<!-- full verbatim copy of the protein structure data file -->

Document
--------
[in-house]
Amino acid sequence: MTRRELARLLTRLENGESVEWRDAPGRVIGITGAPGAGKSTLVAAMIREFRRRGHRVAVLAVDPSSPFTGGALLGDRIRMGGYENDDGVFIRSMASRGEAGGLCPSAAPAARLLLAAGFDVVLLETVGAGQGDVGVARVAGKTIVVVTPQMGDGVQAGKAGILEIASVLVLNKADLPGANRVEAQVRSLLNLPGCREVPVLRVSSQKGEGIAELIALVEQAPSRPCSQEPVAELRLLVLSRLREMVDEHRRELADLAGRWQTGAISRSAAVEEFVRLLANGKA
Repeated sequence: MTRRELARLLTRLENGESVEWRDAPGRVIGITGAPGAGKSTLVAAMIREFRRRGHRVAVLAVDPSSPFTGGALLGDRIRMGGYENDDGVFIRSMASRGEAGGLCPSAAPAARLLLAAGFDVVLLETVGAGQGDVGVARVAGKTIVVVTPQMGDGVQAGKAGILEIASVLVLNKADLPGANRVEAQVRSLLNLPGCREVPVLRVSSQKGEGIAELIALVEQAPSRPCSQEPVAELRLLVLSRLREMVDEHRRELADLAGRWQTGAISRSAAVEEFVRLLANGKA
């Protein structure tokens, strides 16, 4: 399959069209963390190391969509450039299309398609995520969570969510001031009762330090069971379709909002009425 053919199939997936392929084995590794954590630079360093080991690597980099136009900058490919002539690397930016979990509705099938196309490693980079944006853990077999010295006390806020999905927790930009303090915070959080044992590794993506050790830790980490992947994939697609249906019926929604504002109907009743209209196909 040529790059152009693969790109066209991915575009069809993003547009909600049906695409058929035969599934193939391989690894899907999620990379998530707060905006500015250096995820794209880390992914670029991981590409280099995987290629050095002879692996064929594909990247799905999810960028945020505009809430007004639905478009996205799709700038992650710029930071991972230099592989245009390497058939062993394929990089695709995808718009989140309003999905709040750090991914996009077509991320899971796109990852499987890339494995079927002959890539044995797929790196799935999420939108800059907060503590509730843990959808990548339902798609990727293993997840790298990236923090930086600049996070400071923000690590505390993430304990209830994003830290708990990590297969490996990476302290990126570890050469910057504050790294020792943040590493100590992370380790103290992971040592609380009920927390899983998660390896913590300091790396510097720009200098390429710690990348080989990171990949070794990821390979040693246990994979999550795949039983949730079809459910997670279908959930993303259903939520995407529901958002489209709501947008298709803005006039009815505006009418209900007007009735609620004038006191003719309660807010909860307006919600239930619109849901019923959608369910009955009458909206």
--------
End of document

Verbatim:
[in-house]
Amino acid sequence: MTRRELARLLTRLENGESVEWRDAPGRVIGITGAPGAGKSTLVAAMIREFRRRGHRVAVLAVDPSSPFTGGALLGDRIRMGGYENDDGVFIRSMASRGEAGGLCPSAAPAARLLLAAGFDVVLLETVGAGQGDVGVARVAGKTIVVVTPQMGDGVQAGKAGILEIASVLVLNKADLPGANRVEAQVRSLLNLPGCREVPVLRVSSQKGEGIAELIALVEQAPSRPCSQEPVAELRLLVLSRLREMVDEHRRELADLAGRWQTGAISRSAAVEEFVRLLANGKA
Repeated sequence: MTRRELARLLTRLENGESVEWRDAPGRVIGITGAPGAGKSTLVAAMIREFRRRGHRVAVLAVDPSSPFTGGALLGDRIRMGGYENDDGVFIRSMASRGEAGGLCPSAAPAARLLLAAGFDVVLLETVGAGQGDVGVARVAGKTIVVVTPQMGDGVQAGKAGILEIASVLVLNKADLPGANRVEAQVRSLLNLPGCREVPVLRVSSQKGEGIAELIALVEQAPSRPCSQEPVAELRLLVLSRLREMVDEHRRELADLAGRWQTGAISRSAAVEEFVRLLANGKA
């Protein structure tokens, strides 16, 4: 399959069209963390190391969509450039299309398609995520969570969510001031009762330090069971379709909002009425 053919199939997936392929084995590794954590630079360093080991690597980099136009900058490919002539690397930016979990509705099938196309490693980079944006853990077999010295006390806020999905927790930009303090915070959080044992590794993506050790830790980490992947994939697609249906019926929604504002109907009743209209196909 040529790059152009693969790109066209991915575009069809993003547009909600049906695409058929035969599934193939391989690894899907999620990379998530707060905006500015250096995820794209880390992914670029991981590409280099995987290629050095002879692996064929594909990247799905999810960028945020505009809430007004639905478009996205799709700038992650710029930071991972230099592989245009390497058939062993394929990089695709995808718009989140309003999905709040750090991914996009077509991320899971796109990852499987890339494995079927002959890539044995797929790196799935999420939108800059907060503590509730843990959808990548339902798609990727293993997840790298990236923090930086600049996070400071923000690590505390993430304990209830994003830290708990990590297969490996990476302290990126570890050469910057504050790294020792943040590493100590992370380790103290992971040592609380009920927390899983998660390896913590300091790396510097720009200098390429710690990348080989990171990949070794990821390979040693246990994979999550795949039983949730079809459910997670279908959930993303259903939520995407529901958002489209709501947008298709803005006039009815505006009418209900007007009735609620004038006191003719309660807010909860307006919600239930619109849901019923959608369910009955009458909206």